GEORGE TOWN, Oct 25 — Penang may be called the Silicon Valley of Malaysia, but these days this may very well refer to breast implants rather than computer chips.
Once reliant on its electronics and electrical (E&E) manufacturing sector, the northern has since diversified into other fields especially the services sector that includes both traditional tourism and the nascent medical tourism sector
“Our tourism industry has contributed towards the state’s economy as visitors to Penang have increased from about 131,000 a month in 2007 to 198,000 a month in 2012 and 201,000 a month for the first quarter of 2013,” Penang Institute director Steven Sim said pointed out.
The weaker ringgit also attracts tourist spending from around the region and China, in particular.
The state’s medical tourism is also flourishing with a projected growth of 10 per cent annually.
In 2009, Penang contributed about 57 per cent or RM164 million to the country’s medical tourism industry, and in 2010, the figure increased to 66 per cent or RM218 million.
But that is the silver lining; the reality is that the state’s lynchpin E&E sector has slowed due to the weaker demand from abroad.
Sim admitted that that there was a downward trend in the state’s exports between 2009 and 2012 due to the subprime crisis in US and the euro zone crisis.
“The number of outgoing cargo from Penang fell 36.7 per cent to 6.2 million kg per month at the end of 2009 as compared to an average of 9.8 million kg of cargo per month in 2007,” he said.
The figures for the first quarter of this year showed a small increase where the cargo export averaged at about 7.8 million kg per month.
But another piece of good news is that manufacturers in the state have been bracing for the slowdown to be able to minimise the fallout.
According to Free Industrial Zone Penang Companies Association (Frepenca) president Heng Huck Lee, most of the E&E companies are still faring well.
“Many of our members projected a stable and improved quarter for the current and next quarters,” he said in an interview recently.
He also noted that there were no retrenchments while no Frepenca members have yet announced any voluntary separation schemes.
Another reason for the resilience was that many firms here are moving up the value chain and diversifying into segments with more demand.
“Our quarterly survey showed that up to 80 per cent of our members are increasing their investments in new product development and new technology,” he said.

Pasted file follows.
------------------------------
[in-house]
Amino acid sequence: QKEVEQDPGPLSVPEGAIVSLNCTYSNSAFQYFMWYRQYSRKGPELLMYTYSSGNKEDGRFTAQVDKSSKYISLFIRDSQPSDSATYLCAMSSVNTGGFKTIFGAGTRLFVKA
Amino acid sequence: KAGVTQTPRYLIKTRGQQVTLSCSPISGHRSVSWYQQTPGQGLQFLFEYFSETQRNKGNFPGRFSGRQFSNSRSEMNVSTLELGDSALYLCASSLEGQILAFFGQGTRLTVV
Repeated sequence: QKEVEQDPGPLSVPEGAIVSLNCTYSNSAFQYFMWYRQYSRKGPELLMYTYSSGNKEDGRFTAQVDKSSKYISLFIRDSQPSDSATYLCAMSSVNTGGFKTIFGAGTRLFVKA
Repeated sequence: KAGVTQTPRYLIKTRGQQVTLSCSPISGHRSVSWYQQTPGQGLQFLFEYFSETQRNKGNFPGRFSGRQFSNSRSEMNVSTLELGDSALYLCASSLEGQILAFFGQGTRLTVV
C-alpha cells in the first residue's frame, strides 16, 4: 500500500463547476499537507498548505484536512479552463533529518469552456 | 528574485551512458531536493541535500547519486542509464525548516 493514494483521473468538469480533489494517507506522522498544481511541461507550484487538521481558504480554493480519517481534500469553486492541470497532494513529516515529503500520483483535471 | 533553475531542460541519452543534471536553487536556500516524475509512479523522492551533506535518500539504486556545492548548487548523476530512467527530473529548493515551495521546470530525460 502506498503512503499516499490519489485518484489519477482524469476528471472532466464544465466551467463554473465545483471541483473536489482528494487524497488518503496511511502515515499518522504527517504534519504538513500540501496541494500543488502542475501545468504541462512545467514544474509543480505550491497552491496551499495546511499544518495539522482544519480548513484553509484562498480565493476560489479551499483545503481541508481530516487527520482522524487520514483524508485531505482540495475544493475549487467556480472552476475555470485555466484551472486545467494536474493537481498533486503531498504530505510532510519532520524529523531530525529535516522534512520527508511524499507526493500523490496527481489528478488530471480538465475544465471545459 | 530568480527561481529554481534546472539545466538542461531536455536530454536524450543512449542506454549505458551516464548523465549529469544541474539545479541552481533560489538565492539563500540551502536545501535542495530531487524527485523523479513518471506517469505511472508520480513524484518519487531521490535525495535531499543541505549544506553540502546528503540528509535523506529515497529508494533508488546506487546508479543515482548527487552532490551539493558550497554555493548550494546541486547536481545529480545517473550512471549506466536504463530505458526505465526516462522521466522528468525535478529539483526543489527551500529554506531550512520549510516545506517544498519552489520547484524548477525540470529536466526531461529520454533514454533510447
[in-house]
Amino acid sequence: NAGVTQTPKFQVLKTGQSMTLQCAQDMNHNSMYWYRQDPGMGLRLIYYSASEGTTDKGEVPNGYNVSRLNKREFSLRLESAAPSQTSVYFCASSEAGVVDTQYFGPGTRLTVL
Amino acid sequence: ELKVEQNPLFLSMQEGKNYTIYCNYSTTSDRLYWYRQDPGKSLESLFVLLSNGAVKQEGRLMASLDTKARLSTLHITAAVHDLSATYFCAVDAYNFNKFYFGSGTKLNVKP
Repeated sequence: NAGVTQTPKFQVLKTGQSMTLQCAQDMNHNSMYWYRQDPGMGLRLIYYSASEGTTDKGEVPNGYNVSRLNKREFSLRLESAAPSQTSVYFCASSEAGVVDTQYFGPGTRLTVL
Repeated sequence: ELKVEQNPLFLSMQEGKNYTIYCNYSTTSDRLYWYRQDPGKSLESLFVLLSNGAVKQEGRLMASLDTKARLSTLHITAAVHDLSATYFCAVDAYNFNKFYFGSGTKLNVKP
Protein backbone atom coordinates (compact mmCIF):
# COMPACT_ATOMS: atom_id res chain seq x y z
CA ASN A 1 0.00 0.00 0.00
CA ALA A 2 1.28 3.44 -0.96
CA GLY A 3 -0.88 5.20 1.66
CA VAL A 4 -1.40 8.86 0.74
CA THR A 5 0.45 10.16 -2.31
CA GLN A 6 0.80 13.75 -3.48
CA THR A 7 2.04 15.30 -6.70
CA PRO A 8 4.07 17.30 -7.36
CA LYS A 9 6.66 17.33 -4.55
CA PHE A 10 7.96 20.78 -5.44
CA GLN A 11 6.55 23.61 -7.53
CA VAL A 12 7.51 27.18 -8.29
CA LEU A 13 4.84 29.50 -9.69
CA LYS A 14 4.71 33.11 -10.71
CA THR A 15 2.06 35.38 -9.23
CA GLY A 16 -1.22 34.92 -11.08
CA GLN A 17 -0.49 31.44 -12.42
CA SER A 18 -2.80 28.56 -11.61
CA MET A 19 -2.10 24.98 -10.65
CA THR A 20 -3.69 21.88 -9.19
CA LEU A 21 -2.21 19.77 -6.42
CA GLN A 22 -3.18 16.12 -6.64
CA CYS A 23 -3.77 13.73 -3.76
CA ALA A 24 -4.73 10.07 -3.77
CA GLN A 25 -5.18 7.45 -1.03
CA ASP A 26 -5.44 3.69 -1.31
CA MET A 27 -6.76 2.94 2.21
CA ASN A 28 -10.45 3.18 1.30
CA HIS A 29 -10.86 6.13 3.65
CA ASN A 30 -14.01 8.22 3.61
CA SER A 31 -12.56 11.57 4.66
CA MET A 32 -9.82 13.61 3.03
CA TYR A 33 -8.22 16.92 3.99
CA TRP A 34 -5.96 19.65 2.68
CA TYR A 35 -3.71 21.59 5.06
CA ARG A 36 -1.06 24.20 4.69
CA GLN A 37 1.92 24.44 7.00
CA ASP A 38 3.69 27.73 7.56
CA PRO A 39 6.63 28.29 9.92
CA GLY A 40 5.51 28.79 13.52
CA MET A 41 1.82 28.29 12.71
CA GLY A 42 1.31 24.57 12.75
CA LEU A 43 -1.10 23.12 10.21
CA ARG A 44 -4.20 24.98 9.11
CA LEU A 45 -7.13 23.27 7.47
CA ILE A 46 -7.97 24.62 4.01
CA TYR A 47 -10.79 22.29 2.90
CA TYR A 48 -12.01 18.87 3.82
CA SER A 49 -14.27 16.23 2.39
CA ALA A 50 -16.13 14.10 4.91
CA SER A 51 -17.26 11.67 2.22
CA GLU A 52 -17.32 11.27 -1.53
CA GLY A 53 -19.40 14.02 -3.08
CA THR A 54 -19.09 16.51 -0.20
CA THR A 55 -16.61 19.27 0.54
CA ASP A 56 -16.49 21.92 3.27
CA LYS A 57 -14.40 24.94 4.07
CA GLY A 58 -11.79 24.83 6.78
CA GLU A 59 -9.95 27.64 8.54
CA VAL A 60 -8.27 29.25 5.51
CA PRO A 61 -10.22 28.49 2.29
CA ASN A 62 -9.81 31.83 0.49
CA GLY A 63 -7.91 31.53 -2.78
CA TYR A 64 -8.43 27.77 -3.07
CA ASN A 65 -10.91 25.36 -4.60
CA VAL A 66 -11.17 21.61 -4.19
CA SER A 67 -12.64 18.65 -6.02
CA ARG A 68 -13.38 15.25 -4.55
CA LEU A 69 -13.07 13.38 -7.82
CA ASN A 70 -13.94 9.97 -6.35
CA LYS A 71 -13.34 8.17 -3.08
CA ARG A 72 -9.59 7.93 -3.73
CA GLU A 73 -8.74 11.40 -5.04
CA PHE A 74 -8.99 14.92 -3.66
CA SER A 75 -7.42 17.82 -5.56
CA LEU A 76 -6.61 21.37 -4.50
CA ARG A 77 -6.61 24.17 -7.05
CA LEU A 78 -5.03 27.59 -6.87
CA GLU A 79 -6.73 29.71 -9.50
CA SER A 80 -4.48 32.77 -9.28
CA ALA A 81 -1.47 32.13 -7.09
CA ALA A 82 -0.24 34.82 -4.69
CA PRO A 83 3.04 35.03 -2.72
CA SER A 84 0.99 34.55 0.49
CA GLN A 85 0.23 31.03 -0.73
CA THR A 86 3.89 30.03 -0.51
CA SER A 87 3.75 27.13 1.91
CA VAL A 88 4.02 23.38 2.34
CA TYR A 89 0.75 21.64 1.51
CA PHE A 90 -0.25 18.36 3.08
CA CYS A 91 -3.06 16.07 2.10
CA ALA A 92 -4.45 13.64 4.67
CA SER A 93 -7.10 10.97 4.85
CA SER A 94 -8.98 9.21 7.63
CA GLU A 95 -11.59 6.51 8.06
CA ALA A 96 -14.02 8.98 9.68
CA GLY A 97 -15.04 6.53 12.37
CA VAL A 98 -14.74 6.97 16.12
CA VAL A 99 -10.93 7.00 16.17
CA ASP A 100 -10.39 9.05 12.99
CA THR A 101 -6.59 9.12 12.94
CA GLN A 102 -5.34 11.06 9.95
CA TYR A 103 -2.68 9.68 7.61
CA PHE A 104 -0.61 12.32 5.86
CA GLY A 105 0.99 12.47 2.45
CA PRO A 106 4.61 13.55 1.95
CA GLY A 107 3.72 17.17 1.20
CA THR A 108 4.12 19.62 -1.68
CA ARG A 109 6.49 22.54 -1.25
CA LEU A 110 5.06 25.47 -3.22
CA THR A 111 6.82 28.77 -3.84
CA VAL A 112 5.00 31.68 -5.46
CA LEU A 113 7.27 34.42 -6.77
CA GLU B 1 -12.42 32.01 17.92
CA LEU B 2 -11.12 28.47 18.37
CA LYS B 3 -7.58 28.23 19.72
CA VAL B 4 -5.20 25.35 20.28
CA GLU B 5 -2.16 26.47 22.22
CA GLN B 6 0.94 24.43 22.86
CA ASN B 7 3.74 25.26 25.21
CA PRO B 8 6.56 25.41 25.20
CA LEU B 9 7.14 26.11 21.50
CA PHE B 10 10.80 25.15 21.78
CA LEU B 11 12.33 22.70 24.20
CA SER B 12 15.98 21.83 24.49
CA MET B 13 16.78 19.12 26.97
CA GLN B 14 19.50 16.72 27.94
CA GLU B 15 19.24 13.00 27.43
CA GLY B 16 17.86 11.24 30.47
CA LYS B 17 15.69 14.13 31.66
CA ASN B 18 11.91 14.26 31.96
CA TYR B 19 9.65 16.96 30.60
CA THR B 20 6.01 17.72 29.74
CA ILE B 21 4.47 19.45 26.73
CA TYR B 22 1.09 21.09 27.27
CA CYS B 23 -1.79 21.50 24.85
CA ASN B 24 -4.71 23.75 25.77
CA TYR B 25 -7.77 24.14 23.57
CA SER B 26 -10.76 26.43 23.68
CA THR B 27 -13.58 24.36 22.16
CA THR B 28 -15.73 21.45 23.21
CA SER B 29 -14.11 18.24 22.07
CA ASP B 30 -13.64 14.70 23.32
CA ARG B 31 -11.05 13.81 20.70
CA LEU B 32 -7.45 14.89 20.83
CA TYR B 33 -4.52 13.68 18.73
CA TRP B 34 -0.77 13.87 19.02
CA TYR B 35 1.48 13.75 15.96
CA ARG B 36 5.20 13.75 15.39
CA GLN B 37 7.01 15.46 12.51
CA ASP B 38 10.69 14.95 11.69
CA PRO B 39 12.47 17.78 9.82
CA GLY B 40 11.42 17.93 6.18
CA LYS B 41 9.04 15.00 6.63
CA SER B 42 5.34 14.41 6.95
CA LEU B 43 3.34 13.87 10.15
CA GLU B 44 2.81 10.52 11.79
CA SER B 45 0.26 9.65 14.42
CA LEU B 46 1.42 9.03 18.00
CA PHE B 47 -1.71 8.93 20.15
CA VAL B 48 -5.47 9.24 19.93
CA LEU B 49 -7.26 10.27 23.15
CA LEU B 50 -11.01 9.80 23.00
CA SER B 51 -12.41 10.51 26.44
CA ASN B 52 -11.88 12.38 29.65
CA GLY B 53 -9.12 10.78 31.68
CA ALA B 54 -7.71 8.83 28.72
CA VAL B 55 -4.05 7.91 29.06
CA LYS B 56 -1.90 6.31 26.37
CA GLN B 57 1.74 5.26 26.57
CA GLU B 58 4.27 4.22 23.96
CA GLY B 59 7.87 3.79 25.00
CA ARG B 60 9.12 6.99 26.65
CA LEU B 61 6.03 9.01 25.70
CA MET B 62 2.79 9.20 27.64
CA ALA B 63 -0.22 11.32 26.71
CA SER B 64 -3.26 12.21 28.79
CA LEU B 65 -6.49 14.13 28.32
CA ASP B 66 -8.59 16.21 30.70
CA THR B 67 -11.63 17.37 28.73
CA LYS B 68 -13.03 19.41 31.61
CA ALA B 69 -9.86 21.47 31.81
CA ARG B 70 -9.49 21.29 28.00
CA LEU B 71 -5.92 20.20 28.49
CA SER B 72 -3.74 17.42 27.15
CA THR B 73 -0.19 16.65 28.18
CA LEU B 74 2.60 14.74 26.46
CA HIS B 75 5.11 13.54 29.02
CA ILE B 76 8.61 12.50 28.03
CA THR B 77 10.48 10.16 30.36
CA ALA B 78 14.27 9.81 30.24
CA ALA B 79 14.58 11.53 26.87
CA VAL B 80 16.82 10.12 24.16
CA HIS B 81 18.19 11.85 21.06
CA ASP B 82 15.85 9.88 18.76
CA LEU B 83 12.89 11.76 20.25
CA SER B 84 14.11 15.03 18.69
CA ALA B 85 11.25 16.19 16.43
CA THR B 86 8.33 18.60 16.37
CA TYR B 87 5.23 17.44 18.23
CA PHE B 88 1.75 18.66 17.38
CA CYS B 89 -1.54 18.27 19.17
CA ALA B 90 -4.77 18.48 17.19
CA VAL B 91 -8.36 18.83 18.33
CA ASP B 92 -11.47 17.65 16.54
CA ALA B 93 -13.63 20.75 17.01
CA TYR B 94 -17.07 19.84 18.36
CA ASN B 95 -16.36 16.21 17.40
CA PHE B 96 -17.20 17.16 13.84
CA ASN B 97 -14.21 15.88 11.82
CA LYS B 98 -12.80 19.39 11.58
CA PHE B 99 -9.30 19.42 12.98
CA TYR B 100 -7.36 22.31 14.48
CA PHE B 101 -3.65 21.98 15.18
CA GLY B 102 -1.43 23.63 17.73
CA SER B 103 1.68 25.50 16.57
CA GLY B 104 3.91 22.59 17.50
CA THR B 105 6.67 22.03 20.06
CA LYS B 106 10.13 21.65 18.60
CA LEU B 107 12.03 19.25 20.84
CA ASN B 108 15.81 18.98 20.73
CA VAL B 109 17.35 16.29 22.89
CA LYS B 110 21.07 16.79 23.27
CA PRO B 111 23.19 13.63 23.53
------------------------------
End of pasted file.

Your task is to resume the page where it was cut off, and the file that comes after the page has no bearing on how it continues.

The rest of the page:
“While manufacturing activities continue to form the core business of these companies, the ratio of high income jobs created is also increasing,” he added.
Many of these companies are becoming vital research and development (R&D) extensions to their respective headquarters other than branching out into other fast growing technology segments such as smart devices, LED and sensors.
“Manufacturing jobs may be reduced but since many are moving into new products and R&D that support the medical and automotive industries, the outlook remains very good for them especially in the generation of high income jobs,” he said.
These factories are weathering the downturn pretty well due to their solid core operations so the future outlook for these companies will remain stable.
“There is a general projection that there still should be a small percentage of growth next year, but in single digit only,” he said.
Other than the services sector, Sim said the state is now at a stage where it is attracting high value-added industries such as high-tech manufacturing and R & D in fields like medical devices, bio-technology, bio-pharmaceutical, sustainable energy and business process outsourcing.
Multinational companies such as Intel, Dell, Motorola and Citi Group have all based their global shared services in Penang.
Though the state still dependent on traditional E&E manufacturing, Sim said the state government has already started initiatives to encourage the local small-medium enterprises and industries (SME and SMI) to rethink their business models and strategies to meet the challenges ahead.
The state government had introduced initiatives such as SME Market Advisory, Resource and Traning Centre, SME Village, SME centres and Penang Research, Innovation and Science Module (PRISM) in recent years to encourage, promote and assist local SMEs.
Penang Institute economist Dr Lim Kim Hwa did not believe that Penang will face a similar situation as compared to the Asian Financial Crisis in the late 1990s, but risks remain.
“There may be similarities between the crisis now and then but the difference this time is that Asian countries today have a higher foreign exchange reserves and is a net creditor to the rest of the world and there is a better regulatory system now,” Dr Lim said.